William Sprankles @wsprankles

The 3 Essentials of Transformational Change

The Three Essentials of Transformational Change: Product, Cultural Values and Process

Failing flat out sucks.  It is tough to digest, frustrating and can create tension throughout an entire organization. Princeton High School has experienced many successes during the last three years.  Conversely, we have also failed frequently – and in many different areas.  Yet, it is learning from these successes, and failures specifically, and extracting the core ingredients – that I have recently learned the essentials of Transformational Change: Product, Cultural Values and Process.

These three key variables have a very symbiotic relationship – and cannot exists without one another, except in the replacement of luck – which is no true way to lead or sustain change within your organization.

Three years ago we earned our school’s first ever Excellent Rating.  The following year, we repeated our success. We were on cloud nine, and it seemed we had figured out a formula for success.  This year however, we fell short and earned the next lower rating, Effective.  I attribute much of this outcome, to not ensuring all three variables were present during the past school year.  As the leader, I spent a lot of time focusing on the product. I was preaching about “Earning the rating for a third year in a row,” and “Upholding Excellence.”  And as the year passed by, I did not dedicate my time and energy to the various processes required to ensure we earned our desired goal.   I failed to facilitate a process for teachers to engage in.  I got sidetracked by other endeavors, emergencies and putting out fires. And while we focused on the end product and discussed our cultural values, we did not have a process. All three variables failed to be present…and we failed to meet our goal.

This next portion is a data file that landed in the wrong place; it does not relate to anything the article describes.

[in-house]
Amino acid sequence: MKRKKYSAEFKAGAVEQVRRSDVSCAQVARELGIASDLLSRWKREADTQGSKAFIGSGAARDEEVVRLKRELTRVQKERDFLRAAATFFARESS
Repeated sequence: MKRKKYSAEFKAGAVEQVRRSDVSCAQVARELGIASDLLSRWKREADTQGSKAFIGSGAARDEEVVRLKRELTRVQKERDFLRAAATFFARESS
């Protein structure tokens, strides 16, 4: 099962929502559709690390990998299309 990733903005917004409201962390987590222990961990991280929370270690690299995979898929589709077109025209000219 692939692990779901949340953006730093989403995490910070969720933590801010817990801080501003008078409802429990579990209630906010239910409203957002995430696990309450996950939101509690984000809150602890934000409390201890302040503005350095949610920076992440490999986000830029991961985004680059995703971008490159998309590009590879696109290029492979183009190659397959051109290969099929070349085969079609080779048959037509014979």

Below are a few key points to understanding each of the three variables.

Product: This is the leader’s ability to articulate a particular vision, or communicate a desired goal or benchmark. Often times, organizations work backwards from a certain vision, or frequently measure themselves against how well their products are perceived, marketed, traded or sold. The greatest mistake leaders make (as I know from experience) is having some huge, fancy powerpoint in which you discuss “The Product,” but never infusing your cultural values or facilitating a process to achieve your vision.

Cultural Values:  You must spend time developing, communicating and infusing the cultural values of your organization into your processes.  A process without cultural values is just that…..a wasted process. Often times leaders communicate a desired outcome, and then they provide time, money, training and other resources into a process – and ultimately, the end product will be something completely different because your cultural values were not actively present along the way.

Process: You must delve into your processes.  As a leader, you must stay fully committed and dedicated to the components of a true, authentic process. This includes communication, giving people a voice, time for analyzing and reflecting.  A true process may include having committees, extra meetings and long memos – it is the nuts-n-bolts of the daily grind.  It requires attention to detail. It’s extremely hard work. And the process must be infused with the cultural values.  As the leader, you must ensure folks are not drifting or straying from the values.

And while all three of these things may seem simple……it is the toughest part about leading an organization.  It is easy to get sidetracked and consumed with emergencies and other agendas.  Leaders can get caught up in putting out fires and other immediate needs.  It takes extreme focus to constantly come back to the main three ingredients. Product: Begin with the end in mind.  Cultural Values: Allow your values to breathe life into the daily behaviors of the people within your organization. Process: You must embrace the journey, and trust the process.

by William T. Sprankles III

Principal, Princeton High School


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